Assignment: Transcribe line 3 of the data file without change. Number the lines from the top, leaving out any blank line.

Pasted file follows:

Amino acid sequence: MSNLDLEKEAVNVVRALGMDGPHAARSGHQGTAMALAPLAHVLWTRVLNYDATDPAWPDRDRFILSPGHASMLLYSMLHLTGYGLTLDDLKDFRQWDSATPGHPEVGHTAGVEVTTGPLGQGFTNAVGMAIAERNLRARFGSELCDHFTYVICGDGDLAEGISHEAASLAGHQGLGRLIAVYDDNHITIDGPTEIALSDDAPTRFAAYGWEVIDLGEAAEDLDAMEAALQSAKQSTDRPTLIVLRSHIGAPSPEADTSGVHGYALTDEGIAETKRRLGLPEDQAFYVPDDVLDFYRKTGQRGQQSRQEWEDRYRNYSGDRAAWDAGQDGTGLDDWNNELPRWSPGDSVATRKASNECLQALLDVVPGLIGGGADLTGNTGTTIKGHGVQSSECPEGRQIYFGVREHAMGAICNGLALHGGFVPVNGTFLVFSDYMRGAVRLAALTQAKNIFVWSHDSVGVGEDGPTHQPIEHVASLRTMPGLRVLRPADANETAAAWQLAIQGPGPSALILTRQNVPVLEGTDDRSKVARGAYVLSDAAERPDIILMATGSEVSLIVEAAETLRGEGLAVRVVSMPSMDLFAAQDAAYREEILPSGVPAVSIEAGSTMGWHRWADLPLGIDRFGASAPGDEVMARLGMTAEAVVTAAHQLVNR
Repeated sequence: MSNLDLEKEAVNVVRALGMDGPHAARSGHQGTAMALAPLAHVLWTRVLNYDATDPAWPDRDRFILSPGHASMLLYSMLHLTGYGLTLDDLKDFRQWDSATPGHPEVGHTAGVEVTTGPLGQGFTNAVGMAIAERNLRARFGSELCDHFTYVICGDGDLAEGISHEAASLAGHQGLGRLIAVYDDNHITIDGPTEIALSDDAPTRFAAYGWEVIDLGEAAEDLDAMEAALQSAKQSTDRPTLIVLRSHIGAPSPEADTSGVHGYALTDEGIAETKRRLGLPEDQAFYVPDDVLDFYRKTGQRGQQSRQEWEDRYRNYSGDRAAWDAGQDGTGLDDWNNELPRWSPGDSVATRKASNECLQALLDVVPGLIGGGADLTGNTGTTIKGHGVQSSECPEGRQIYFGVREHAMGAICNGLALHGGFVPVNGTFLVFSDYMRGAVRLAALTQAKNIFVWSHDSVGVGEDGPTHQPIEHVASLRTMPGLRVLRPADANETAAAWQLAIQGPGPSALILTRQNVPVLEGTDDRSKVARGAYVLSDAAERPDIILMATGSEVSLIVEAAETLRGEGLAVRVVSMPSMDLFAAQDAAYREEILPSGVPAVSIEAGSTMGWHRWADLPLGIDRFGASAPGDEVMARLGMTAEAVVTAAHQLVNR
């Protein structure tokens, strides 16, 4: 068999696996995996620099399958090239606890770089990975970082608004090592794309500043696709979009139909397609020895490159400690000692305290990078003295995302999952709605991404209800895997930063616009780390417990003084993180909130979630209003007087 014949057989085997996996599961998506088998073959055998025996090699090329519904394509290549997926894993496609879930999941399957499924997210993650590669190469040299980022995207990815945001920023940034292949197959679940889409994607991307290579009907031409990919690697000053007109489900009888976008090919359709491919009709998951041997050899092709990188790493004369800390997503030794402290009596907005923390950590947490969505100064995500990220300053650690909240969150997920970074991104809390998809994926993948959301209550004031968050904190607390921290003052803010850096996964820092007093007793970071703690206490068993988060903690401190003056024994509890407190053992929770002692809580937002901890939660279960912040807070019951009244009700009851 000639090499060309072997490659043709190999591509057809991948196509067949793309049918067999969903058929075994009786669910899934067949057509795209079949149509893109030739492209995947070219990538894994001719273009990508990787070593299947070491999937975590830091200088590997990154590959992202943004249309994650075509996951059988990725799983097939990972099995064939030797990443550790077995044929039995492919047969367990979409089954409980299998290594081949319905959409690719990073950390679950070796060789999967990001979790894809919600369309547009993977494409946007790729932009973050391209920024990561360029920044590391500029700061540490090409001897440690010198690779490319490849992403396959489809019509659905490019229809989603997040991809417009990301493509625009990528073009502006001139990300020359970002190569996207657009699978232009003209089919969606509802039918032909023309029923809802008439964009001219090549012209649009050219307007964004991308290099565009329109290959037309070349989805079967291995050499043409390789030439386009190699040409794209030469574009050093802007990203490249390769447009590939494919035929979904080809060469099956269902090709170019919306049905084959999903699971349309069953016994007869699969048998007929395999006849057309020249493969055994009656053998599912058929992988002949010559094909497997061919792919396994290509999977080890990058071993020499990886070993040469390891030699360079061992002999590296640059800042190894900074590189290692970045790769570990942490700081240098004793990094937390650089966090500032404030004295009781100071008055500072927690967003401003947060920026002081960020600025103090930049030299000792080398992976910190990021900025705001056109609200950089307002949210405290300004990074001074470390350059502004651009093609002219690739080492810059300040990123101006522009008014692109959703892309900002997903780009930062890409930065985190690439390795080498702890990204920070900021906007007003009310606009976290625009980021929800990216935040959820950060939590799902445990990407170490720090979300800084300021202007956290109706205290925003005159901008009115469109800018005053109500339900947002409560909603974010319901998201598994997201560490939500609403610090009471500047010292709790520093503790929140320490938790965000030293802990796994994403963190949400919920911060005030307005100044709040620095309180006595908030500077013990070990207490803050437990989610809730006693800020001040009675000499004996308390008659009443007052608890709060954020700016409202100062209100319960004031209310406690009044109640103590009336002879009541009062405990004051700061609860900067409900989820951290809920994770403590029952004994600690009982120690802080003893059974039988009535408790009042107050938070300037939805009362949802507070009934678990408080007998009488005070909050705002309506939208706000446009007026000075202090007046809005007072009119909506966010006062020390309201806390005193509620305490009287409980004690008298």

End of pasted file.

């Protein structure tokens, strides 16, 4: 068999696996995996620099399958090239606890770089990975970082608004090592794309500043696709979009139909397609020895490159400690000692305290990078003295995302999952709605991404209800895997930063616009780390417990003084993180909130979630209003007087 014949057989085997996996599961998506088998073959055998025996090699090329519904394509290549997926894993496609879930999941399957499924997210993650590669190469040299980022995207990815945001920023940034292949197959679940889409994607991307290579009907031409990919690697000053007109489900009888976008090919359709491919009709998951041997050899092709990188790493004369800390997503030794402290009596907005923390950590947490969505100064995500990220300053650690909240969150997920970074991104809390998809994926993948959301209550004031968050904190607390921290003052803010850096996964820092007093007793970071703690206490068993988060903690401190003056024994509890407190053992929770002692809580937002901890939660279960912040807070019951009244009700009851 000639090499060309072997490659043709190999591509057809991948196509067949793309049918067999969903058929075994009786669910899934067949057509795209079949149509893109030739492209995947070219990538894994001719273009990508990787070593299947070491999937975590830091200088590997990154590959992202943004249309994650075509996951059988990725799983097939990972099995064939030797990443550790077995044929039995492919047969367990979409089954409980299998290594081949319905959409690719990073950390679950070796060789999967990001979790894809919600369309547009993977494409946007790729932009973050391209920024990561360029920044590391500029700061540490090409001897440690010198690779490319490849992403396959489809019509659905490019229809989603997040991809417009990301493509625009990528073009502006001139990300020359970002190569996207657009699978232009003209089919969606509802039918032909023309029923809802008439964009001219090549012209649009050219307007964004991308290099565009329109290959037309070349989805079967291995050499043409390789030439386009190699040409794209030469574009050093802007990203490249390769447009590939494919035929979904080809060469099956269902090709170019919306049905084959999903699971349309069953016994007869699969048998007929395999006849057309020249493969055994009656053998599912058929992988002949010559094909497997061919792919396994290509999977080890990058071993020499990886070993040469390891030699360079061992002999590296640059800042190894900074590189290692970045790769570990942490700081240098004793990094937390650089966090500032404030004295009781100071008055500072927690967003401003947060920026002081960020600025103090930049030299000792080398992976910190990021900025705001056109609200950089307002949210405290300004990074001074470390350059502004651009093609002219690739080492810059300040990123101006522009008014692109959703892309900002997903780009930062890409930065985190690439390795080498702890990204920070900021906007007003009310606009976290625009980021929800990216935040959820950060939590799902445990990407170490720090979300800084300021202007956290109706205290925003005159901008009115469109800018005053109500339900947002409560909603974010319901998201598994997201560490939500609403610090009471500047010292709790520093503790929140320490938790965000030293802990796994994403963190949400919920911060005030307005100044709040620095309180006595908030500077013990070990207490803050437990989610809730006693800020001040009675000499004996308390008659009443007052608890709060954020700016409202100062209100319960004031209310406690009044109640103590009336002879009541009062405990004051700061609860900067409900989820951290809920994770403590029952004994600690009982120690802080003893059974039988009535408790009042107050938070300037939805009362949802507070009934678990408080007998009488005070909050705002309506939208706000446009007026000075202090007046809005007072009119909506966010006062020390309201806390005193509620305490009287409980004690008298």